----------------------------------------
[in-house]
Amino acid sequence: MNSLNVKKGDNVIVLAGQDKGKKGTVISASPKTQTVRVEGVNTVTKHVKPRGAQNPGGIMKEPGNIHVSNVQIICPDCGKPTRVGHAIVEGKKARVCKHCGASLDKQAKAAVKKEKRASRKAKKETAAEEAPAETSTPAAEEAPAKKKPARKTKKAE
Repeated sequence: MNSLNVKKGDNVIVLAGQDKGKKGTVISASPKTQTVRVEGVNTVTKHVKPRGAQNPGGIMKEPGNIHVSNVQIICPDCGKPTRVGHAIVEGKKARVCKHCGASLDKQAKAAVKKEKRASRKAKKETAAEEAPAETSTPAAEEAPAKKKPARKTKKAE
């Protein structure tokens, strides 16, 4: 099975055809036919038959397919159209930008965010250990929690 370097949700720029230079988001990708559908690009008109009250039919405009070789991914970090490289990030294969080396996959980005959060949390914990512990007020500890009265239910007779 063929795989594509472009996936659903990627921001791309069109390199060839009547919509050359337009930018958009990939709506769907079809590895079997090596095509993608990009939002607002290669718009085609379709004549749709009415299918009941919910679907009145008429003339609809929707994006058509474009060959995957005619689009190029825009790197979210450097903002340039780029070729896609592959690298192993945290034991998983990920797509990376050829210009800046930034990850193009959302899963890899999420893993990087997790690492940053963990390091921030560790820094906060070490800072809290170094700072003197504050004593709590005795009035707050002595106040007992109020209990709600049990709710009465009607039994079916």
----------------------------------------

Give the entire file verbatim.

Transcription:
[in-house]
Amino acid sequence: MNSLNVKKGDNVIVLAGQDKGKKGTVISASPKTQTVRVEGVNTVTKHVKPRGAQNPGGIMKEPGNIHVSNVQIICPDCGKPTRVGHAIVEGKKARVCKHCGASLDKQAKAAVKKEKRASRKAKKETAAEEAPAETSTPAAEEAPAKKKPARKTKKAE
Repeated sequence: MNSLNVKKGDNVIVLAGQDKGKKGTVISASPKTQTVRVEGVNTVTKHVKPRGAQNPGGIMKEPGNIHVSNVQIICPDCGKPTRVGHAIVEGKKARVCKHCGASLDKQAKAAVKKEKRASRKAKKETAAEEAPAETSTPAAEEAPAKKKPARKTKKAE
């Protein structure tokens, strides 16, 4: 099975055809036919038959397919159209930008965010250990929690 370097949700720029230079988001990708559908690009008109009250039919405009070789991914970090490289990030294969080396996959980005959060949390914990512990007020500890009265239910007779 063929795989594509472009996936659903990627921001791309069109390199060839009547919509050359337009930018958009990939709506769907079809590895079997090596095509993608990009939002607002290669718009085609379709004549749709009415299918009941919910679907009145008429003339609809929707994006058509474009060959995957005619689009190029825009790197979210450097903002340039780029070729896609592959690298192993945290034991998983990920797509990376050829210009800046930034990850193009959302899963890899999420893993990087997790690492940053963990390091921030560790820094906060070490800072809290170094700072003197504050004593709590005795009035707050002595106040007992109020209990709600049990709710009465009607039994079916």